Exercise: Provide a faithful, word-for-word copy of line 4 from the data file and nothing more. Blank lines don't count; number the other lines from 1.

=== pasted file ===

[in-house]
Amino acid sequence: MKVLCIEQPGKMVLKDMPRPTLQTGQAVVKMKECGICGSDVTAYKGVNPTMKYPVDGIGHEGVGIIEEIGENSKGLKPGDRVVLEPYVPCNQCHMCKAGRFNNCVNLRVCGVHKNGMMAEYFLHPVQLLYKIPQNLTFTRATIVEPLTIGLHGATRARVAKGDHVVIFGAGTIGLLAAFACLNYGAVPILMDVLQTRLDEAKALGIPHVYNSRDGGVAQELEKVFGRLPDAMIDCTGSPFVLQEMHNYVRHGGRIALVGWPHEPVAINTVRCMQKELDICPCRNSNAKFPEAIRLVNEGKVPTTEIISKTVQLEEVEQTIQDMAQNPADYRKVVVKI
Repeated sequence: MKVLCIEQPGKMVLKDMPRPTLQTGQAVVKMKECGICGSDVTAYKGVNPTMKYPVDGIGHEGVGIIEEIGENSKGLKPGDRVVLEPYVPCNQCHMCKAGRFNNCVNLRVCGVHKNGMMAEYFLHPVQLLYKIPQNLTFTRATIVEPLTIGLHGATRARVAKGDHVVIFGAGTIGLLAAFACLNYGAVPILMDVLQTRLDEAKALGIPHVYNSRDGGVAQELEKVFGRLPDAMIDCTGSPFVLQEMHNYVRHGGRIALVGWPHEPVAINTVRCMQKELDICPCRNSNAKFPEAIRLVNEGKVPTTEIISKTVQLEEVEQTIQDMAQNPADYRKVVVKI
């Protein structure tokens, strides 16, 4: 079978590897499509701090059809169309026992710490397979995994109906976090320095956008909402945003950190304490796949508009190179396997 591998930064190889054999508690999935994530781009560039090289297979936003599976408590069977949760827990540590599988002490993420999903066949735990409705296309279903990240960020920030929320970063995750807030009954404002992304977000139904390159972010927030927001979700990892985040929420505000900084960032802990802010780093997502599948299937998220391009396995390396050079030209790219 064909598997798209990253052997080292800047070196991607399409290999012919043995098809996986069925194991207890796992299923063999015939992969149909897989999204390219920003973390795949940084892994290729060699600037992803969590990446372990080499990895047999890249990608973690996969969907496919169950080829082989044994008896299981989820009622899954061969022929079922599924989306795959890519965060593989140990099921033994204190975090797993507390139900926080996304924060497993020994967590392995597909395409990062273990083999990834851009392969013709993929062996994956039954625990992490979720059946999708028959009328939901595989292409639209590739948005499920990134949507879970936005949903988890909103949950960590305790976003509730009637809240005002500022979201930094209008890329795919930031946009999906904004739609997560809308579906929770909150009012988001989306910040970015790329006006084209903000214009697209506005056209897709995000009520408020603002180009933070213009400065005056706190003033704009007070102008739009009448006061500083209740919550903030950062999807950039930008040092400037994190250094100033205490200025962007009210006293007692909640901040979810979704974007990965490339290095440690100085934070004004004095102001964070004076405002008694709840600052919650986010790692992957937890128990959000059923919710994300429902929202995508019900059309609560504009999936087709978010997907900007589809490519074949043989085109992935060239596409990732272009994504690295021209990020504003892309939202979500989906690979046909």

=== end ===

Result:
């Protein structure tokens, strides 16, 4: 079978590897499509701090059809169309026992710490397979995994109906976090320095956008909402945003950190304490796949508009190179396997 591998930064190889054999508690999935994530781009560039090289297979936003599976408590069977949760827990540590599988002490993420999903066949735990409705296309279903990240960020920030929320970063995750807030009954404002992304977000139904390159972010927030927001979700990892985040929420505000900084960032802990802010780093997502599948299937998220391009396995390396050079030209790219 064909598997798209990253052997080292800047070196991607399409290999012919043995098809996986069925194991207890796992299923063999015939992969149909897989999204390219920003973390795949940084892994290729060699600037992803969590990446372990080499990895047999890249990608973690996969969907496919169950080829082989044994008896299981989820009622899954061969022929079922599924989306795959890519965060593989140990099921033994204190975090797993507390139900926080996304924060497993020994967590392995597909395409990062273990083999990834851009392969013709993929062996994956039954625990992490979720059946999708028959009328939901595989292409639209590739948005499920990134949507879970936005949903988890909103949950960590305790976003509730009637809240005002500022979201930094209008890329795919930031946009999906904004739609997560809308579906929770909150009012988001989306910040970015790329006006084209903000214009697209506005056209897709995000009520408020603002180009933070213009400065005056706190003033704009007070102008739009009448006061500083209740919550903030950062999807950039930008040092400037994190250094100033205490200025962007009210006293007692909640901040979810979704974007990965490339290095440690100085934070004004004095102001964070004076405002008694709840600052919650986010790692992957937890128990959000059923919710994300429902929202995508019900059309609560504009999936087709978010997907900007589809490519074949043989085109992935060239596409990732272009994504690295021209990020504003892309939202979500989906690979046909």